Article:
Here we have the largest variety of the terrier admirers of the dog have yet produced, and big though he may be, our best specimens are now thoroughly terrier-like in type, and perfectly free from any of the hound-like appearance which at one time appeared to prevail. How he was originally produced there is, as usual, no record to tell, but that he is a comparatively modern institution is an undoubted fact.

The Airedale Terrier.

For forty or fifty years, perhaps more, the big terriers of this kind were found in some parts of Yorkshire, commonest in the valley of the Aire, and round about Bradford. Some of the gamekeepers had them, the sporting innkeepers kept two or three, and generally they were favourite dogs in the locality. They were strong and useful, good at vermin in the water, fond of hunting, and were by no means quarrelsome even amongst themselves. I fancy that at one time or another they had been produced by judicious crossing with hounds and terriers, otter hounds most likely. A few couple of the latter and of cross-bred hounds had always been kept in Yorkshire, where they were used for mart hunting, once a most favourite pastime with north country sportsmen, and the above crossed with some ordinary dark-coloured, wire-haired terriers could very easily bring about such a dog as the Airedale terrier is now.

Of late years he has been most carefully bred, the over-sized ears have almost entirely disappeared, and in their place is a neat, drop ear quite in keeping with the character of the dog and the work he has to do, and there are few varieties of the terrier that have made greater progress in popularity than the one of which I write Personally, I have been astonished at the number of Airedale terriers I have seen in the south of England and in the suburbs of the metropolis; after the fox terrier, who comes first in numbers, he certainly appears to divide favouritism with the Irish terrier. This is, perhaps, because he is a sensible sort of dog, and too big for the dog stealer to pick up and hide away in the pockets of his greatcoat. Then he is not without his admirers in America and on the Continent, and is a special favourite in Holland and in various parts of Germany.

Although he has been kept in some localities (Yorkshire chiefly) for fifty years or so, it was not until quite recently he was acknowledged as a distinct variety. Sundry newspaper correspondence had taken place about this dog, when some of his admirers called him the Bingley terrier, others the Waterside terrier, but a consensus of opinion decided that he be called the Airedale terrier, because he was most commonly found in the valley of the Aire, which is now one of the most important industrial districts in Yorkshire. Birmingham provided him with a class at the National Dog Show in 1883, where he was called the Airedale or Waterside terrier. This dual cognomen continued for two years, when the second name was dropped, and he became the Airedale terrier, as he remains at present. In 1886 he was given a place in the Stud Book, and, unlike some later additions thereto, commenced well with an entry of twenty-four, and with about three exceptions all had pedigrees - a fact which certainly proved that they were worthy of the position in which they had been placed. As I have said, some of these earlier dogs had more than a leaning to the hound type, but by careful selection this has been entirely obliterated, and a high-class Airedale is as perfect a terrier as man need desire. He has a hard, close coat, long, well-shaped expressive head, bright dark eyes, good shoulders, and I am sure no dog exists that can boast of better legs and feet than a good specimen of this variety, and their uniformity of type is now thoroughly established. That the latter is the case was in strong evidence at the Crystal Palace show in October, 1891, when Mr. H. M. Bryan's entry of Airedale terriers divided the special honours awarded to the best team of terriers in the show with Mr. Leatham's mustard Dandie Dinmonts. There were eleven batches competing, including fox, Scotch, Skye, Irish, and Bedlington terriers, and the divided victory of New-bold Test, Cholmondeley Briar, and Cholmondeley Bridesmaid was well received, pleasing the admirers of the variety immensely.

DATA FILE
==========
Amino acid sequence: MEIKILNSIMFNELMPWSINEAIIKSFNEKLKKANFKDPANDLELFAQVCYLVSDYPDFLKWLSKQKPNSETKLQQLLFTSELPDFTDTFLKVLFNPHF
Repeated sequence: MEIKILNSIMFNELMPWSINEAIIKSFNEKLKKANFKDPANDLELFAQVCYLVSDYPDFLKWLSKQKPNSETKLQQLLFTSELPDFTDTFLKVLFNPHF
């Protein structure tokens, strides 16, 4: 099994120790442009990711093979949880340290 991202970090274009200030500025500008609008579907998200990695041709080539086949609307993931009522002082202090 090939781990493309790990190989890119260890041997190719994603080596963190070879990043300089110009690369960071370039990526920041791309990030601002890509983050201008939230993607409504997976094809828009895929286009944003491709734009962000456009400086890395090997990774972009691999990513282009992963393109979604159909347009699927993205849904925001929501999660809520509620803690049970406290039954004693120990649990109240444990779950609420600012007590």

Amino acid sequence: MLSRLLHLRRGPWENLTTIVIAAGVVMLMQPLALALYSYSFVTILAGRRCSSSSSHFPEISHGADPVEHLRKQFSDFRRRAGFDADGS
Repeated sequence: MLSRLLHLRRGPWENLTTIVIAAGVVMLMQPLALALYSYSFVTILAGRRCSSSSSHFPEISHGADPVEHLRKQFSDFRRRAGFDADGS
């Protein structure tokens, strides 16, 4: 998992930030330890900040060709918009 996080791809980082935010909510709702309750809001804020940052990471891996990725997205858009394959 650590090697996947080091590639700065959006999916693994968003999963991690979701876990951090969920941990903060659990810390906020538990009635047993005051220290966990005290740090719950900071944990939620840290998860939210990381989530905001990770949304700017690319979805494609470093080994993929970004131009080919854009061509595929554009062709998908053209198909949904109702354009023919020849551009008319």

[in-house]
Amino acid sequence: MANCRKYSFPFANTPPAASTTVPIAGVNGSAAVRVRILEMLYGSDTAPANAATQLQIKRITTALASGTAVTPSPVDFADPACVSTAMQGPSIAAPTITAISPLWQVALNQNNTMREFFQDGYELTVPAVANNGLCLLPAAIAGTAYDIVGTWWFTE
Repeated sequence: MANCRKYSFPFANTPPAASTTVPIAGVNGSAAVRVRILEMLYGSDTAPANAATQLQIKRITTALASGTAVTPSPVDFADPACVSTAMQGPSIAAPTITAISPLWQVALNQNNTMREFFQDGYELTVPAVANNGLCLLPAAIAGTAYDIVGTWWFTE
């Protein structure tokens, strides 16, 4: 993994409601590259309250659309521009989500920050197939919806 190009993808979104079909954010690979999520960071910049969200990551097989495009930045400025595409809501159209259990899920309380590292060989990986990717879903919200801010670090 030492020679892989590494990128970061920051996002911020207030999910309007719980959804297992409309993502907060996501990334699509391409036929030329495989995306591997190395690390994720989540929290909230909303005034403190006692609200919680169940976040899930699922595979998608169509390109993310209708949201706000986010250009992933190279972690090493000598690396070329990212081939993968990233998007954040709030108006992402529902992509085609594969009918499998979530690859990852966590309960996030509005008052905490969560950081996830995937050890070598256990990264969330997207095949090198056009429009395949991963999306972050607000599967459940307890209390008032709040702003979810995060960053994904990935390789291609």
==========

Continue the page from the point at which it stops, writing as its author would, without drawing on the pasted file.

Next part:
As to their gameness, opinions appear to be somewhat divided, and "Stonehenge," in his "Dogs of the British Isles," gave them a very bad character indeed, so far as courage was concerned, but I never knew that their admirers claimed for them this "commodity" to any extraordinary degree. One correspondent wrote : "Airedale terriers are a failure. The result of my experiences of them is that I find them to have good noses, they will beat a hedgerow, will find and kill rats and rabbits, and work well with ferrets. They are good water dogs and companions, possessing a fair amount of intelligence. This is the sum total of their excellence. They came to me with a great reputation for gameness, but out of fourteen that I have personally tried at badger and fighting with a bull terrier of 241b., I have never found one game - at least, to my idea of the word".

But any terrier that would do the above work better than another would be worth keeping. Were a dog like he of 451b. weight or more to be used at a badger he should kill the poor brute instead of merely "drawing" him. I think that those individuals who at Wolverhampton show about 1883 made a semi-public exhibition of him against a badger, an animal the like of which the poor dog had never seen before, were extremely badly advised. As for fighting, any terrier fond of it is a nuisance to his owner and to the owner of any other dog. For the Airedale terrier was claimed superiority as a worker of the riverside after rats, and as an assistant to the gun in working hedgerows and thick coppices, which, it was said, he could do better than a spaniel and take up less room than a retriever.